There was one form of packing that defeated many engineers, this was the asbestos packing in the valve cocks on the water gauge pipework. This wasn't normal string packing but a special granulated compound of asbestos fibre, graphite, and a small amount of a rubber based compound. It is called 'Indurated Asbestos'. The way it works is that the cock is constructed with four passages machined in the body of the valve where the conical plug fits. You cleaned the old packing out of these and then with the conical plug in place you forced the compound down into these grooves with a specially shaped punch with a flat end that exactly fitted to space. You hammered the compound in place until you were sure you had it filled with tightly packed compound. Then put the top on the valve, which can be screwed down on the packing where it bulged above the grooves but at this point only loosely. Then you completed the job by baking the packing by allowing steam to leak through the plug at at least 50psi. This vulcanises the rubber in the compound and the plug cock will loosen and perhaps leak slightly. When you are sure it has set, screw the top down slightly until the leakage stops. Done properly this packing will last for many years.
I have an idea that Indurated Asbestos compound is no longer made. If you need a valve packing, bring it to me. I still have some in stock! (And know how to use it)

Image
Stanley Challenger Graham
Stanley's View
scg1936 at talktalk.net

"Beware of certitude" (Jimmy Reid)
The floggings will continue until morale improves!

User avatar
Stanley
Global Moderator
Global Moderator
Posts: 46007
Joined: 23 Jan 2012, 12:01
Location: Barnoldswick. Nearer to Heaven than Gloria.

Re: STEAM ENGINES AND WATERWHEELS

Post by Stanley » 29 Sep 2018, 03:58

Steam valves..... When I first went to work for John Ingoe at Rochdale Electric Welding it was common practice when scrapping steam plant, and there was a lot of that going on, to scrap the valves and accessories as well. As time went on and the great steam accessory makers were slowly driven out of business by cheap and inferior foreign imports, it became obvious that these old fittings, if reconditioned, were far superior.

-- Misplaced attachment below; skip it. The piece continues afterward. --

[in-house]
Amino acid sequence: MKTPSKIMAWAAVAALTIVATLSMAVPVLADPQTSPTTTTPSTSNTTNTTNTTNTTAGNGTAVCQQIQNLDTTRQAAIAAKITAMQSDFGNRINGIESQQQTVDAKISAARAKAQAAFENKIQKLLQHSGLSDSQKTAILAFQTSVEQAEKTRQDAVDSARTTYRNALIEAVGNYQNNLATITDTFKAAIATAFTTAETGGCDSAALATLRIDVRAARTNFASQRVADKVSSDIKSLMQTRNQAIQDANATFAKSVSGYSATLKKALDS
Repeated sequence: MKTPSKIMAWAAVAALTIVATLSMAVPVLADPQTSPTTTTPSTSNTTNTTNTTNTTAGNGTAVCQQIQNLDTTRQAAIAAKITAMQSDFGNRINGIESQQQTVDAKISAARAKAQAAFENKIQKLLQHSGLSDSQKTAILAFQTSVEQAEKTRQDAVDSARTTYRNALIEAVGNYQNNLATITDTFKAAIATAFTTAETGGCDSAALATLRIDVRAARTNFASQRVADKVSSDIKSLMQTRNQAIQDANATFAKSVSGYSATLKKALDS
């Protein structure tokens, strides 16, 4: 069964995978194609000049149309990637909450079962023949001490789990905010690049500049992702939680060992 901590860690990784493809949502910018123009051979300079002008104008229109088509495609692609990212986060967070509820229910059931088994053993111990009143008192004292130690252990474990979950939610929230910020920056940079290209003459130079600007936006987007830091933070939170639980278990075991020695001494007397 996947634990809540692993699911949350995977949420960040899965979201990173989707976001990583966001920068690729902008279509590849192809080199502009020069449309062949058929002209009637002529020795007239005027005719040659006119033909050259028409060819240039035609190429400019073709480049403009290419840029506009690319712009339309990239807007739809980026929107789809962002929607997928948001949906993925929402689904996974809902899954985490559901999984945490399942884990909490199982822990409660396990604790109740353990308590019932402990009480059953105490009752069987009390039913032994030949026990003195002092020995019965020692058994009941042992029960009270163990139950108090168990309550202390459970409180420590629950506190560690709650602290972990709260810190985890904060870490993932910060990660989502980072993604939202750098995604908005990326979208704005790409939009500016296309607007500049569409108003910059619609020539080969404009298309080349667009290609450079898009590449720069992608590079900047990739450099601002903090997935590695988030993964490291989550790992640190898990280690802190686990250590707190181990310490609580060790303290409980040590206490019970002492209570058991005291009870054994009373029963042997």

At that time I was flitting to a smaller workshop and no longer had room for the large Wilson lathe I had got from Newton when he too moved to a smaller shed. He had brought it home when Brown and Pickles finished as it had been underused there and was in excellent condition. He also said it was the most accurate lathe he had ever used when turning across a face. I gave it to John on condition he moved it to Rochdale and let me loose on it. He was a bit doubtful at the time as they had never had a lathe in the shop but I persuaded him.
He never regretted it and over the years I made him a lot of money by refurbishing old valves, both in line and safety valves for the boilers we were reconditioning.
There were some good old manufacturers but my favourite were always Hopkinson's made in Huddersfield. All their kit was built to the highest standards and had plenty of good metal in them and so were easy to re-manufacture to at least as good as new condition and sometimes better.
I had a very good workbench at Rochdale. it was big and built like a battleship, god knows what it weighed! I used to start by tack welding at least three set screws to the bench top and mounting the valve on them. The tack welds were ground off flat when the job was done. That way I had the valve body firmly mounted at working height and it was easy to strip them down. I used to re-finish all the seats and faces in the lathe and fit all new high tensile studs. A tip I learned from Newton was to always use studs and set screws with fine threads, you can get them tighter than coarse threads. The final touch was to grind the faces in with lapping paste for a perfect job.